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America has a broken political system our leaders need to fix

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Former Speaker of the House Tip O’Neill coined the saying, “All politics is local.” Today, it is fair to say that all politics is personal and Americans, in their gut, are suffering from the tribal divisions growing in Washington and across the country.

According to a recent poll by the American Psychological Association, the future of the country is a significant source of anxiety for nearly two-thirds of Americans. Equally worrying is that more than half of those individuals consider today to be the lowest point in U.S. history in their memory, a figure “spanning every generation” from World War II to the Sept. 11 terrorist attacks.

{mosads}We both served in Vietnam, saw the dissolution of the Soviet empire, and lived through significant cultural and political struggles facing the country. We were in public office when terrorists attacked our nation in 2001: One of us was U.S. Senate majority leader, and the other became the first Homeland Security secretary. We have seen Americans under extreme moments of stress, and it is vitally important that we recognize that our current divisions represent a tangible problem for the country. America is only as healthy as our citizenry. Our freedoms only as robust as those defending them.

We elect leaders to place country above party, address the most critical issues plaguing the nation and prevent future crisis from taking root. But Washington needs to face the facts: The political system itself is broken, wearing down too many leaders with endless fundraising demands and turning the job of elected representative into a never-ending campaign whose purpose is to vilify the other party. We used to have to arrange schedules around fundraisers for senators. It was considered the exception, and now it is the rule.

Leadership in Congress focuses more on the capacity of lawmakers to raise money, rather than their policy expertise and merit on legislative issues. The political parties and system supporting them have come to care more about majorities in the legislative branch than governing. Under this framework, it is not surprising that the landmark legislative achievements celebrated by both Republicans and Democrats in Congress over the past decade, such as the Affordable Care Act and the Tax Cuts and Jobs Act, were passed on party-line votes.

To be clear, this is not a Republican or Democratic problem, but a distinctly American one. Dysfunction existed before President Trump and unless it is addressed soon, will continue long after his tenure in the Oval Office. We are here calling for a return to values-based politics and leaders who will institute reforms to fix the political system now, not later.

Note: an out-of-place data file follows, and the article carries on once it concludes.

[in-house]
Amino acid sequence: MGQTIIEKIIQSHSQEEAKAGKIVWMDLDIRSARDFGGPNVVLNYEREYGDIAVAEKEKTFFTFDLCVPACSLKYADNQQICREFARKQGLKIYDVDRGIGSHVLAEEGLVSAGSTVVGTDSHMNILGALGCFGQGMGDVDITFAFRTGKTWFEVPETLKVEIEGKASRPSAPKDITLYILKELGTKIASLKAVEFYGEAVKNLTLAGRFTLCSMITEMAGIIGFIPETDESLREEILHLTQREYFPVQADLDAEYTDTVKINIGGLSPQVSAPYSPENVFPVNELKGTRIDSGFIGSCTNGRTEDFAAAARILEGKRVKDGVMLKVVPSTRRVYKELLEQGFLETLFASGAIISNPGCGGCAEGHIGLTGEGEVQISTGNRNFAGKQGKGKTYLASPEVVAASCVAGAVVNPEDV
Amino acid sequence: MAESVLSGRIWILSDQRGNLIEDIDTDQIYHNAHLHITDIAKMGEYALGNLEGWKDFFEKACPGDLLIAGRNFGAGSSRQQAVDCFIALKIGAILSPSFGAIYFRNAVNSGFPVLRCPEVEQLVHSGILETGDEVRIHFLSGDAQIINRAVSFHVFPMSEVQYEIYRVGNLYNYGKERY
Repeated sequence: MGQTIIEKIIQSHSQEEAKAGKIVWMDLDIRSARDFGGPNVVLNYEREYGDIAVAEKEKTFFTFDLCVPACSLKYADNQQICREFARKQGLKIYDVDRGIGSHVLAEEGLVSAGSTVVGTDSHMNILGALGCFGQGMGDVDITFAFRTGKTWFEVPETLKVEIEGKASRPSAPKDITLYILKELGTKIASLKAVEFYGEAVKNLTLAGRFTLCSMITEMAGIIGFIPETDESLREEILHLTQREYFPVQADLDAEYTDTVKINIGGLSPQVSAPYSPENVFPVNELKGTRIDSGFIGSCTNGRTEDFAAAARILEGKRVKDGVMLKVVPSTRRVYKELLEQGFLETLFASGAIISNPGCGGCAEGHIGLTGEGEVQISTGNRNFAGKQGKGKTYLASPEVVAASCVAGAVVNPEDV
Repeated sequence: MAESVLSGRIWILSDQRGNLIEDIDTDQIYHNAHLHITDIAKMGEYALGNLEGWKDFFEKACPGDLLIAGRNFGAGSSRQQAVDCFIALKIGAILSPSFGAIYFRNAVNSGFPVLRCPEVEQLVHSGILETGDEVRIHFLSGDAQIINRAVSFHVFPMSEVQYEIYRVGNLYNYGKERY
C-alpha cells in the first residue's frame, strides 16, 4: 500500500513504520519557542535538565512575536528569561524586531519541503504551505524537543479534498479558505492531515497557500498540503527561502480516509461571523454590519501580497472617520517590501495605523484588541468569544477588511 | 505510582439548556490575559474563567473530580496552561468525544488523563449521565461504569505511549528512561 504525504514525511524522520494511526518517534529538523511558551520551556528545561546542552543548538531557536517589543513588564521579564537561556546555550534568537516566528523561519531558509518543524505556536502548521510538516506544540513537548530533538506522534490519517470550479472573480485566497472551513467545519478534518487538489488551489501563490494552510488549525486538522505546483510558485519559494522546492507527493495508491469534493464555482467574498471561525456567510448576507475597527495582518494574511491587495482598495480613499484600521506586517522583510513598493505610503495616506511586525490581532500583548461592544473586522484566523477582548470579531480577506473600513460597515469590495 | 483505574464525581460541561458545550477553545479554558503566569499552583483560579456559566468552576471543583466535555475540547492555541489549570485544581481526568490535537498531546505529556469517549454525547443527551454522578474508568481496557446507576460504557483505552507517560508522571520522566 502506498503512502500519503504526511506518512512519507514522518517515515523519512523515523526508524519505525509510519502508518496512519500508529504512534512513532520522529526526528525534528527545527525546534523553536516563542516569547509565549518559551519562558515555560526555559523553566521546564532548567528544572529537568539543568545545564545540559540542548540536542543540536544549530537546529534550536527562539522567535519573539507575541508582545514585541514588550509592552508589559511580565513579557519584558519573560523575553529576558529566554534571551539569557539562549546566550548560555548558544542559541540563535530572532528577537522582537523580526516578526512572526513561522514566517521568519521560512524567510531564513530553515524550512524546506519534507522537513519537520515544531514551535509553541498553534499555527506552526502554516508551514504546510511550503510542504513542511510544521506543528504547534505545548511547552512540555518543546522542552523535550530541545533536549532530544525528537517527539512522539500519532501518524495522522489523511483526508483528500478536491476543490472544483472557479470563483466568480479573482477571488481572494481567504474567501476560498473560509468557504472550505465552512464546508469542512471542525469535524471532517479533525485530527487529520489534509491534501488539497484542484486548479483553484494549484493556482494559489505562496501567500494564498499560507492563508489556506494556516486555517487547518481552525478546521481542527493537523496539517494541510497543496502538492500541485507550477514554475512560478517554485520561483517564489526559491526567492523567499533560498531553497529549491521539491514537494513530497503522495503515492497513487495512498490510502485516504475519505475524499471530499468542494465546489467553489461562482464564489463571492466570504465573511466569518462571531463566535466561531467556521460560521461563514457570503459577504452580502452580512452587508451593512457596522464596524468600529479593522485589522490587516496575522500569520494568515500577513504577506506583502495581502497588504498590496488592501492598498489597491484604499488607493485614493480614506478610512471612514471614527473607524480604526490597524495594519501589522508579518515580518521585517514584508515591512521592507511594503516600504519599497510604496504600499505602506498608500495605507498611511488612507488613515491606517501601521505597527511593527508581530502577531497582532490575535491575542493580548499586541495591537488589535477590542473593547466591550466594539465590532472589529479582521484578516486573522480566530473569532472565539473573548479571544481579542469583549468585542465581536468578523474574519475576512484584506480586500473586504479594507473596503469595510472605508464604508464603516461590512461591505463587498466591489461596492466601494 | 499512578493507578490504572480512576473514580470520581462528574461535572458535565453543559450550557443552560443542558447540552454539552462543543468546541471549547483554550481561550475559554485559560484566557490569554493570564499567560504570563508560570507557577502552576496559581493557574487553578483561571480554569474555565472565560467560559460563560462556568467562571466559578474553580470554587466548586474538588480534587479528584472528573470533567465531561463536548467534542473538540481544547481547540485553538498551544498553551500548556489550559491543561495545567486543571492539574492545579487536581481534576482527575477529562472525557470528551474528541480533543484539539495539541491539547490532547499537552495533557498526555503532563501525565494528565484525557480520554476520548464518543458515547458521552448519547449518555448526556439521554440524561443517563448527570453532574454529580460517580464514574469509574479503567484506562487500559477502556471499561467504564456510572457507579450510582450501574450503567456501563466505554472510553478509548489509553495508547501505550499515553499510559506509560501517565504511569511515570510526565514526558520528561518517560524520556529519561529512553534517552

There are some in Congress who are rolling up their sleeves and getting to work. The Congressional Reformers Caucus, the first-of-its kind, bipartisan group of more than 20 Republicans and Democrats, formed to craft policies aimed at reforming Congress and the political system. At first glance, the caucus co-chairs look like ideological opposites, but both former prosecutors Rep. Ken Buck (R-Colo.) and Rep. Kathleen Rice (D-N.Y.) understand the value of accountability in politics.

Members of both parties have called on President Trump to nominate qualified individuals to the nation’s election watchdog, a first line of defense against foreign countries like Russia interfering in our politics. And there’s a bipartisan appetite by lawmakers who want to see substantive reforms adopted to bolster the country’s elections against paid, online political advertising from foreign bad actors.

Our experience tells us that if America lacks the will and moral strength to elect leaders who will repair the divisions in the country, then dysfunction in government will continue to be the greatest threat facing the nation. Our leadership on the global stage will diminish. Democracy as a way of life, and the freedoms only it can offer, will suffer. We must strengthen our bonds, not deepen our divisions. Each of us should consider the principles and values the Founders wove into America’s DNA and how our government is framed in their image.

Both of us serve as part of the Issue One ReFormers Caucus, along with nearly 200 other former elected officials from both parties, dedicated to political and ethics reform. Tonight, more than 50 of us will convene in Philadelphia, the birthplace of democracy, to rededicate ourselves to renewing the promise of our Founders for our nation and launch a national campaign to fix the broken political system. It is our hope that the rest of the country follows in their stead and begins supporting solutions to fix our politics now.

Tom Ridge served as the first secretary of the Department of Homeland Security and was the 43rd governor of Pennsylvania. He also served six terms in the U.S. House of Representatives. Tom Daschle served as Senate majority leader and also represented South Dakota in the U.S. House of Representatives. Both are members of the Issue One ReFormers Caucus.

Tags Americans Congress Constitution Democrats Donald Trump Government Kathleen Rice Ken Buck lawmakers Politics Republicans United States Washington

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